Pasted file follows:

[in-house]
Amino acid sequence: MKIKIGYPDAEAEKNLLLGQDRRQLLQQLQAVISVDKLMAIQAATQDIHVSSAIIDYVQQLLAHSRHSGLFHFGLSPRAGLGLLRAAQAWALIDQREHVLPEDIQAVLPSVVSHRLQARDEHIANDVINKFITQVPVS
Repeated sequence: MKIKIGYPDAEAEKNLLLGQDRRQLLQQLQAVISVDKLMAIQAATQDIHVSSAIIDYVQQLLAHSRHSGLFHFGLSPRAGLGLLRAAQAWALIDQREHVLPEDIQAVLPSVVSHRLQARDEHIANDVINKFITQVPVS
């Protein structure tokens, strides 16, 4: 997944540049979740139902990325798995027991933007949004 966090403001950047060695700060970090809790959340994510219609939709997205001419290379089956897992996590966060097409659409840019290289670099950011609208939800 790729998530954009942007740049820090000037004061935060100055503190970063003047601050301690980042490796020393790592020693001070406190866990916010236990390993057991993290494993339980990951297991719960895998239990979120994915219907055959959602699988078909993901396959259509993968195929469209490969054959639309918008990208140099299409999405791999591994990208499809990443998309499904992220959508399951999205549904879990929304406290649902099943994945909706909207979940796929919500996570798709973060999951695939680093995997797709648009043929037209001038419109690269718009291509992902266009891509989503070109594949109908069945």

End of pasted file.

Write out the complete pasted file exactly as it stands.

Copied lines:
[in-house]
Amino acid sequence: MKIKIGYPDAEAEKNLLLGQDRRQLLQQLQAVISVDKLMAIQAATQDIHVSSAIIDYVQQLLAHSRHSGLFHFGLSPRAGLGLLRAAQAWALIDQREHVLPEDIQAVLPSVVSHRLQARDEHIANDVINKFITQVPVS
Repeated sequence: MKIKIGYPDAEAEKNLLLGQDRRQLLQQLQAVISVDKLMAIQAATQDIHVSSAIIDYVQQLLAHSRHSGLFHFGLSPRAGLGLLRAAQAWALIDQREHVLPEDIQAVLPSVVSHRLQARDEHIANDVINKFITQVPVS
């Protein structure tokens, strides 16, 4: 997944540049979740139902990325798995027991933007949004 966090403001950047060695700060970090809790959340994510219609939709997205001419290379089956897992996590966060097409659409840019290289670099950011609208939800 790729998530954009942007740049820090000037004061935060100055503190970063003047601050301690980042490796020393790592020693001070406190866990916010236990390993057991993290494993339980990951297991719960895998239990979120994915219907055959959602699988078909993901396959259509993968195929469209490969054959639309918008990208140099299409999405791999591994990208499809990443998309499904992220959508399951999205549904879990929304406290649902099943994945909706909207979940796929919500996570798709973060999951695939680093995997797709648009043929037209001038419109690269718009291509992902266009891509989503070109594949109908069945």